This weekend, several French and German pro-legalization activists met online for two demonstrations in favor of the legalization of Cannabis. The principle was simple, occupy the digital space, using keywords such as #Legalieserung2022 german side and #LegalisonsLe for the frenchies.
The method was susccesful on Saturday, but late Sunday afternoon, the Twitter network suddenly blocked the militant keywords on the French side of the application.
Trends: When Twitter does Darmanin’s (dirty) job. It’s only on Le Cannabiste.
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It’s still nice these long periods of high pressure in the middle of winter. Okay, we’re still freezing, but the pale winter sun has at least the merit of whispering the hope of summer in our ears. It would be a bit like the return of hope after an endless winter of prohibition.
Driven by the need for change, a few hundred activists met this weekend to demand the legalization of Cannabis online. The ‘Le Cannabiste’ Twitter account, was one of those groups and happily joined the party with the help of its legendary Weed Memes, a series of militant and committed pro-legalization posters…
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#Who are they ?
Cannabis enthusiasts rather well integrated into society for the vast majority. These activists, who are by no means marginal, are stay-at-home parents, employees, shopkeepers, business leaders, liberal professions…
All slices of society and all styles are represented. An online protest for Cannabis is like any other protest you see on the street. It’s diverse.
Ensemble debout / Wir stehen zusammen
/ Together we stand 🌿
— Le Cannabiste (@lecannabiste) February 6, 2022
Mostly tired of the so-called War on Drugs. Pro-legalization activists are calling for a paradigm and societal shift in tolerance towards weed and its free flow.
#What do they want?
The demands call for the law to be changed and for weed to be legalized. States are often criticized for their stubbornness in vainly banning what is described by the demonstrators as less dangerous than alcohol or drugs.
The state is widely blamed for: the ineffectiveness of prohibition, the failure of the ban, consumption among young people, the persistence of the black market and the poor quality of products circulating on the black market. Activists are now taking over the public channels of Twitter in particular, to spread their words there.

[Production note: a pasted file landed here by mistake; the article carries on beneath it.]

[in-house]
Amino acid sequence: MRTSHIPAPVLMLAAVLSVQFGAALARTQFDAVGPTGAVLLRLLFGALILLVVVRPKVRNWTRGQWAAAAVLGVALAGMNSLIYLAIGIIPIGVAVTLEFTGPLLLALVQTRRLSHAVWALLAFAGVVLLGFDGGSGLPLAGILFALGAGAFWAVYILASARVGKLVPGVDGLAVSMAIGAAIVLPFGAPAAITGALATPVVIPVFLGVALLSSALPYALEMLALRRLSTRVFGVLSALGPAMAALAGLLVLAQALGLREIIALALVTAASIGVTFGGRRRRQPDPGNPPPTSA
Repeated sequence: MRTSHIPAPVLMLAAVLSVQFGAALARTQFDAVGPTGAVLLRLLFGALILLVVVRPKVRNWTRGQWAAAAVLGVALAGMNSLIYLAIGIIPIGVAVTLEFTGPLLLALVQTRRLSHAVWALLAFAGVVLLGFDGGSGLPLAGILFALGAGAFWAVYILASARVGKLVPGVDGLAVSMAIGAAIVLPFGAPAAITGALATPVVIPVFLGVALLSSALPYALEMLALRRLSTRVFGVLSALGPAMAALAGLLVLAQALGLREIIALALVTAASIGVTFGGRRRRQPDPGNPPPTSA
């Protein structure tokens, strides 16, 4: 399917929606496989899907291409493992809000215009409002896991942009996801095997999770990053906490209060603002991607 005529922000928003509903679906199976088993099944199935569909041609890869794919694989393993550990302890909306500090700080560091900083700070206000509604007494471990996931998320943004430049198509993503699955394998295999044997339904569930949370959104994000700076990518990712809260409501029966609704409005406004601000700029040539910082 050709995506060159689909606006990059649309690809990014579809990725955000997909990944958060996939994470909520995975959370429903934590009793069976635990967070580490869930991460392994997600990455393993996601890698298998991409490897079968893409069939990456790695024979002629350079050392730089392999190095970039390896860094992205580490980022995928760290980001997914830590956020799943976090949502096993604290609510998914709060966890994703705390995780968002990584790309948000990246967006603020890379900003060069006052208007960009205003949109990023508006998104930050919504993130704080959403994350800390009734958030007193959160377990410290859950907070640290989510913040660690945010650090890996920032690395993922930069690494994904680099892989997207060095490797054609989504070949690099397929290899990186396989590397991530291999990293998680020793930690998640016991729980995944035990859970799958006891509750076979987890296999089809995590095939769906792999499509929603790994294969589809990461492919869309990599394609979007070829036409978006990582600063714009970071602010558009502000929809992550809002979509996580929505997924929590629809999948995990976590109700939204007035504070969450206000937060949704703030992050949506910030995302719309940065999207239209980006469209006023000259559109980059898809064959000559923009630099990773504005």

#How do they proceed?
Thanks to the algorithms, certain keywords impose themselves thanks to the number of messages. Indeed, the more accounts there are that share the same keyword in a given time. The more the algorithm understands that Internet users want to share messages on this subject, the more it makes it climb in sight of the Internet users threads and in the so called Trends List.
To put it simply, because in reality it is more complicated. The more a keyword stands out in the cloud of used keywords, the more likely it is to end up on the ‘Trend List’. From this point, anyone logged into Twitter can see the keywords that everyone’s talking about right now.
The protesters’ method is simple, syncing to multiple accounts around certain pre-defined keywords. By sharing massively for example: #LegalisonsLE and #Legalisation2022, here’s what it looked like on Tweeter, Last Saturday..
Encouraged by their success the day before, all crowned with saturnine glory, the French activists met Sunday morning in private conversation groups.
Very early on, the first sharing of keywords #Legalisation2022 and with their German comrades #Legalisierung2022. The groups began calling directly for legalization, across the public debate in both France and Germany.
— Alfi (@Alfi2637) February 6, 2022
The demonstration or the ‘keyword raid’ call it what you like, was expected on Twitter, at its climax for 4:20 p.m. Sunday, quite a symbol …
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But as their goal was in sight, the activists had the unpleasant surprise of loosing their keywords from the French trend tables. In just a second, someone, somewhere, had just put an end to the party.
Shortly before 5 p.m. on Sunday, the keywords Legalisation2022, legalisierung and LegalisonsLE had simply disappeared from Twitter listings in France. Meanwhile, on the other side of the prohibiland borders, among Internet users in Germany, the French keywords were still there, ranked and visible.
Now let’s be clear, the prohibiland, in other words France, prohibits the “presentation of Cannabis in a favorable light” of Cannabis. But nothing prohibits the presentation in a favorable light of its legalization.
Would this be an abuse for which Tweeter would have been responsible? What or rather Who is responsible for that risky move in France?
All eyes are turning agains the Ministry of the Interior this morning. If we trust on Twitter’s T&Cs, as long as no person or group of people is targeted, no law or moral rule is violated… We can legitimately wonder why such an intervention, whereas in Germany the keyword French remains visible, just a shame!
Is it the role of Tweeter to prolong the paranoia of the Ministry of the Interior in terms of image and claims around Cannabis?
Pro-cannabis activists certainly don’t intend to stop there.
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